On April 25, 2013, the Colorado Court of Appeals upheld an employer’s termination of an employee as a result of the employee’s use of marijuana off-premises during nonworking hours. Specifically, the court held that the Lawful Activities Statute, an employment discrimination provision of the Colorado Civil Rights Act, did not protect the terminated employee because his state-licensed medical marijuana use was subject to and prohibited by federal law.
Brandon Coats, a quadriplegic licensed to use medical marijuana in Colorado, was terminated from his employment with Dish Network when he tested positive for marijuana use, a violation of Dish Network’s drug policy. Brandon Coats v. Dish Network, L.L.C., Colorado Court of Appeals Nos. 12CA0595 and 12CA1704.
Mr. Coats claimed that his termination violated Colorado’s Lawful Activities Statute (C.R.S. § 24-34-402.5) as he was engaging in a lawful activity away from the employer’s premises during nonworking hours. The Court, however, found that “because plaintiff’s state-licensed medical marijuana use was, at the time of his termination, subject to and prohibited by federal law, we conclude that it was not ‘lawful activity’ for the purposes of section 24.34.402.5.” In addition, the Court found that the Colorado Lawful Activities Statute does not provide a claim for relief sounding in tort and that Dish Network therefore did not have a claim for attorneys’ fees under C.R.S. § 13-17-201.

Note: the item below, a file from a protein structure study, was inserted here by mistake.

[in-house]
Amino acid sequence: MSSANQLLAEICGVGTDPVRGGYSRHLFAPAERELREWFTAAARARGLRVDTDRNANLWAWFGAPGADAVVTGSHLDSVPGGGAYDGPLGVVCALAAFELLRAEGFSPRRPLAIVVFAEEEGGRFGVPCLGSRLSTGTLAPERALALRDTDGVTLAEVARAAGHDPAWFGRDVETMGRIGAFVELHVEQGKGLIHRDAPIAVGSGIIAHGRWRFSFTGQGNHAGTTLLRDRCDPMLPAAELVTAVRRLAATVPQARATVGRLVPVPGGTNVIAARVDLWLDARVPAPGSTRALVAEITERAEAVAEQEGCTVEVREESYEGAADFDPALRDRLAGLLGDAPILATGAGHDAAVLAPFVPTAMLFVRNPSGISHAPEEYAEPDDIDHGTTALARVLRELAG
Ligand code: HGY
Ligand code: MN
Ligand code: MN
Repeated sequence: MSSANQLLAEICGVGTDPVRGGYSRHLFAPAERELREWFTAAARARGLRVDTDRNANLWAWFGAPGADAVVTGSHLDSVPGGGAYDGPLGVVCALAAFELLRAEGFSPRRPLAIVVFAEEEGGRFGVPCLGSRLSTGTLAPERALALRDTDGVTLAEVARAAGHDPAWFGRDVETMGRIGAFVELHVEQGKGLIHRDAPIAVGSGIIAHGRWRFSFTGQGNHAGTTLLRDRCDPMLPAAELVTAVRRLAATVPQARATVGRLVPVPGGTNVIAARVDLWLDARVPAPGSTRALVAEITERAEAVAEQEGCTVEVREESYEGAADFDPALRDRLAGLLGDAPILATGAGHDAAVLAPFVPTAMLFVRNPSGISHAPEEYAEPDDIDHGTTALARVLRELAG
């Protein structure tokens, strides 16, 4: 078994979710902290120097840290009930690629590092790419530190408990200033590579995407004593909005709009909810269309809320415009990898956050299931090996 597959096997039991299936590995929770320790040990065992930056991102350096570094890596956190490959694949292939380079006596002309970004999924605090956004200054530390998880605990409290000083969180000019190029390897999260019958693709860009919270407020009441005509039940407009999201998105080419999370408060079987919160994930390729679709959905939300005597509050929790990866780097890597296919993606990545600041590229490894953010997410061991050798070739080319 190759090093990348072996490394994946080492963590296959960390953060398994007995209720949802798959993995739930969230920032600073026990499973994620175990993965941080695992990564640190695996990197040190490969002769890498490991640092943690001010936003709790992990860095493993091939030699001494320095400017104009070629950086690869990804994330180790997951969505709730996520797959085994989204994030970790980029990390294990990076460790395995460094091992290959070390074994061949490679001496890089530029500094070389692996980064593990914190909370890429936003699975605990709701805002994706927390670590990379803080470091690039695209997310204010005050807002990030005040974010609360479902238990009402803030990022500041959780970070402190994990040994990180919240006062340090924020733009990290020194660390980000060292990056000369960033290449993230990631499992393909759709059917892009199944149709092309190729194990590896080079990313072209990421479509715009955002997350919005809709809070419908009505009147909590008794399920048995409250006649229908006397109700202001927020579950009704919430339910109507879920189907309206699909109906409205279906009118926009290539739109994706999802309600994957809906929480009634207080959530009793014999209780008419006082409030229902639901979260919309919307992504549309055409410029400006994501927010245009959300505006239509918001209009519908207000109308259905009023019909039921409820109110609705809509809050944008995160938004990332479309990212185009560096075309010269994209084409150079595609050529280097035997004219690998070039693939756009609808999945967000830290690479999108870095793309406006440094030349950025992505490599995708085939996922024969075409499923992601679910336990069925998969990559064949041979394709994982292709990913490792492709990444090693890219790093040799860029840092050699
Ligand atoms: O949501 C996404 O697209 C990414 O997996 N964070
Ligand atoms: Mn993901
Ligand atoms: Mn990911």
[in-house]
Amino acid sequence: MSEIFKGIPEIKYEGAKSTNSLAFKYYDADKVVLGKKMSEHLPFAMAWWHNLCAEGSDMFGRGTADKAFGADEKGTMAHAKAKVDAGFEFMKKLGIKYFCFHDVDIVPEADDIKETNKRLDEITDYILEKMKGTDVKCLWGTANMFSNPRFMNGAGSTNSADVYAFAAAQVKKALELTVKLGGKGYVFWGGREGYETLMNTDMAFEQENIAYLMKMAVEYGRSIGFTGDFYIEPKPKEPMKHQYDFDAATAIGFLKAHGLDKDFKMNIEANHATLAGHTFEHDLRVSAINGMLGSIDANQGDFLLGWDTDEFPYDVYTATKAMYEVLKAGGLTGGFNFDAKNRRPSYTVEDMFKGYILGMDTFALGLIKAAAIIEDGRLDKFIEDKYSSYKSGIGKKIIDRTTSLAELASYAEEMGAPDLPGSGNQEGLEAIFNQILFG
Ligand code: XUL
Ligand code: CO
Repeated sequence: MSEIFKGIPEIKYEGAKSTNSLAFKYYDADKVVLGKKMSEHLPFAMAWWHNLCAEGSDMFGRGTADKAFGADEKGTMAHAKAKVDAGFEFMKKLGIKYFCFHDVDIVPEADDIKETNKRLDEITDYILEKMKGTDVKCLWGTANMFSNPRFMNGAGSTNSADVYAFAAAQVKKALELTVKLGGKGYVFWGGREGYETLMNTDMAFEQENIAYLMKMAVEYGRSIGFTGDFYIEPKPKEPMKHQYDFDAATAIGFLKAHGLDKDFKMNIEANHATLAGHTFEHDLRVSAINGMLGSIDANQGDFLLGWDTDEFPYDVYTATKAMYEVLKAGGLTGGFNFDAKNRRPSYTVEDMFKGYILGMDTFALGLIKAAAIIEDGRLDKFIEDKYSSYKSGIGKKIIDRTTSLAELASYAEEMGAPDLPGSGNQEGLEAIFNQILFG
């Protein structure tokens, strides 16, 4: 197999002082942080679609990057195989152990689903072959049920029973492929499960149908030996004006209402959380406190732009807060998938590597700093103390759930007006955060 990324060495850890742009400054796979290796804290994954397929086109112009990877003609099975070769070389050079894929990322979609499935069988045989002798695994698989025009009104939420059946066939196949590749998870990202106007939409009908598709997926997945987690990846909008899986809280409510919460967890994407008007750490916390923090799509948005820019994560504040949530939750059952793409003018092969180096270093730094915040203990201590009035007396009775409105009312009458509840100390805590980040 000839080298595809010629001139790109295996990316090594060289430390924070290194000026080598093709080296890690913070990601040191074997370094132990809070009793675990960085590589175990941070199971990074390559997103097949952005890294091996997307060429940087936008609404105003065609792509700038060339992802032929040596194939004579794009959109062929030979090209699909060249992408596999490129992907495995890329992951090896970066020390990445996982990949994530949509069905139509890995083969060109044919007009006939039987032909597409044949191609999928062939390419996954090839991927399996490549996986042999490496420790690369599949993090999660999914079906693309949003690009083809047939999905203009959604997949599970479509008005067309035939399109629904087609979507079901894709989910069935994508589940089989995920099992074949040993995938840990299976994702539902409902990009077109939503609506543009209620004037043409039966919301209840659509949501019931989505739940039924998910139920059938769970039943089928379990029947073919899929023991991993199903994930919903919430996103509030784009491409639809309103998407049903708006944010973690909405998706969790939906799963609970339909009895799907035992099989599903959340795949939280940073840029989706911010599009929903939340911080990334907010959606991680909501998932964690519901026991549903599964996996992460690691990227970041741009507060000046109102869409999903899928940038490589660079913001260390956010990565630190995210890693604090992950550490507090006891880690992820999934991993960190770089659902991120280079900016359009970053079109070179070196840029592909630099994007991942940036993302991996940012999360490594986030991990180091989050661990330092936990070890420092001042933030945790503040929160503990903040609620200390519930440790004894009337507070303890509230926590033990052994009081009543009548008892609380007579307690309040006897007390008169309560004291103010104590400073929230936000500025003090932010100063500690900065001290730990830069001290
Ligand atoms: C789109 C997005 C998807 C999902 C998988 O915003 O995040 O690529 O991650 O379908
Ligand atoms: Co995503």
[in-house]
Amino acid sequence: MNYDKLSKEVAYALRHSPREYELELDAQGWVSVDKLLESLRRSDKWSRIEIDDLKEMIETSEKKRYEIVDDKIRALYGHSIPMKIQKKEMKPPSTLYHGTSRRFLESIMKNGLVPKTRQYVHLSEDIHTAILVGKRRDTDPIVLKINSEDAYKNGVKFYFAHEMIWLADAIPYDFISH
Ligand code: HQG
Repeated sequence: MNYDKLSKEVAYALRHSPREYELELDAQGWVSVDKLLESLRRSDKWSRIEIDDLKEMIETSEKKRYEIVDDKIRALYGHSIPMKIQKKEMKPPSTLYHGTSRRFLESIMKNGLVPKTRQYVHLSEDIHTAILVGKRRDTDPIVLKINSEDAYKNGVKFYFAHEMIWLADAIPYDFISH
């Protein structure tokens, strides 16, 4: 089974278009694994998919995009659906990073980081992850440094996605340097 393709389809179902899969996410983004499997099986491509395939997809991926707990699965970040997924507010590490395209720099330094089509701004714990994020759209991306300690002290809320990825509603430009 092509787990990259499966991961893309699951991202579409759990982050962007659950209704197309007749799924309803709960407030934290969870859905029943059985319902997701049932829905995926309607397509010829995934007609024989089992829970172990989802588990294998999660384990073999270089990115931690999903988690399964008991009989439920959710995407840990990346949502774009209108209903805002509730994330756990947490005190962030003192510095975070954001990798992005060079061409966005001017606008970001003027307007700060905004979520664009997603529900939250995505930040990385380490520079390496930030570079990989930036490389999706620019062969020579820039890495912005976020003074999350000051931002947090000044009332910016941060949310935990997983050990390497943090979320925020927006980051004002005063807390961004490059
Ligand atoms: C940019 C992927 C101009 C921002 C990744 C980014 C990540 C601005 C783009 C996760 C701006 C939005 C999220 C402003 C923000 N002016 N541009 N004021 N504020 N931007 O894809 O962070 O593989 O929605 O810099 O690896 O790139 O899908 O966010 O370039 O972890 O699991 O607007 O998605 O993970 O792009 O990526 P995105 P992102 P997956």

The Coats decision comes as the Colorado Legislature is working to implement Amendment 64, which legalized the use and possession of up to one ounce of marijuana for adults in Colorado. While there are no doubt additional developments to come in this area, the Coats ruling supports Colorado employers’ enforcement of their drug and drug testing policies while making even off-duty use of marijuana a potentially risky proposition for employees.